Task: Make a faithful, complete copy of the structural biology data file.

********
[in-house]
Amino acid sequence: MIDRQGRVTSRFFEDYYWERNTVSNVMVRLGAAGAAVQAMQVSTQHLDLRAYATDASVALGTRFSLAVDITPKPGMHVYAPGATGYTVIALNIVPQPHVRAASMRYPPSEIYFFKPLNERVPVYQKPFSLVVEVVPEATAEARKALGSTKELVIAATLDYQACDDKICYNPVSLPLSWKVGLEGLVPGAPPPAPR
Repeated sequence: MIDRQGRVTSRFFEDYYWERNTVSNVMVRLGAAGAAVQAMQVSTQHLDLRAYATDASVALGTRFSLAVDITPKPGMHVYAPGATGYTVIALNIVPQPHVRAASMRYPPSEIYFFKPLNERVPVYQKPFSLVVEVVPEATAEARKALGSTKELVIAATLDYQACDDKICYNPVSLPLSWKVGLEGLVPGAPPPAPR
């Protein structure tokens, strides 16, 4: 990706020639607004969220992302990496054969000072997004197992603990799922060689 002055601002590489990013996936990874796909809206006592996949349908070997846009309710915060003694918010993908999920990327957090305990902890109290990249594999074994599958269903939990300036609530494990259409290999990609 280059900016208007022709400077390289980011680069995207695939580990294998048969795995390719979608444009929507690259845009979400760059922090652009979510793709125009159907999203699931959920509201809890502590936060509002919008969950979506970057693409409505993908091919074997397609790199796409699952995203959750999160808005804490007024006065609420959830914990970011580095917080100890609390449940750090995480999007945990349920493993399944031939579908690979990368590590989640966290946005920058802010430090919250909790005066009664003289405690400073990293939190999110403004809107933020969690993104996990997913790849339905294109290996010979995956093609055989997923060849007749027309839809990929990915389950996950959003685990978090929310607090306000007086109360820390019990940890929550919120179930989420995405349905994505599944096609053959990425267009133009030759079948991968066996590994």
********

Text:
[in-house]
Amino acid sequence: MIDRQGRVTSRFFEDYYWERNTVSNVMVRLGAAGAAVQAMQVSTQHLDLRAYATDASVALGTRFSLAVDITPKPGMHVYAPGATGYTVIALNIVPQPHVRAASMRYPPSEIYFFKPLNERVPVYQKPFSLVVEVVPEATAEARKALGSTKELVIAATLDYQACDDKICYNPVSLPLSWKVGLEGLVPGAPPPAPR
Repeated sequence: MIDRQGRVTSRFFEDYYWERNTVSNVMVRLGAAGAAVQAMQVSTQHLDLRAYATDASVALGTRFSLAVDITPKPGMHVYAPGATGYTVIALNIVPQPHVRAASMRYPPSEIYFFKPLNERVPVYQKPFSLVVEVVPEATAEARKALGSTKELVIAATLDYQACDDKICYNPVSLPLSWKVGLEGLVPGAPPPAPR
């Protein structure tokens, strides 16, 4: 990706020639607004969220992302990496054969000072997004197992603990799922060689 002055601002590489990013996936990874796909809206006592996949349908070997846009309710915060003694918010993908999920990327957090305990902890109290990249594999074994599958269903939990300036609530494990259409290999990609 280059900016208007022709400077390289980011680069995207695939580990294998048969795995390719979608444009929507690259845009979400760059922090652009979510793709125009159907999203699931959920509201809890502590936060509002919008969950979506970057693409409505993908091919074997397609790199796409699952995203959750999160808005804490007024006065609420959830914990970011580095917080100890609390449940750090995480999007945990349920493993399944031939579908690979990368590590989640966290946005920058802010430090919250909790005066009664003289405690400073990293939190999110403004809107933020969690993104996990997913790849339905294109290996010979995956093609055989997923060849007749027309839809990929990915389950996950959003685990978090929310607090306000007086109360820390019990940890929550919120179930989420995405349905994505599944096609053959990425267009133009030759079948991968066996590994």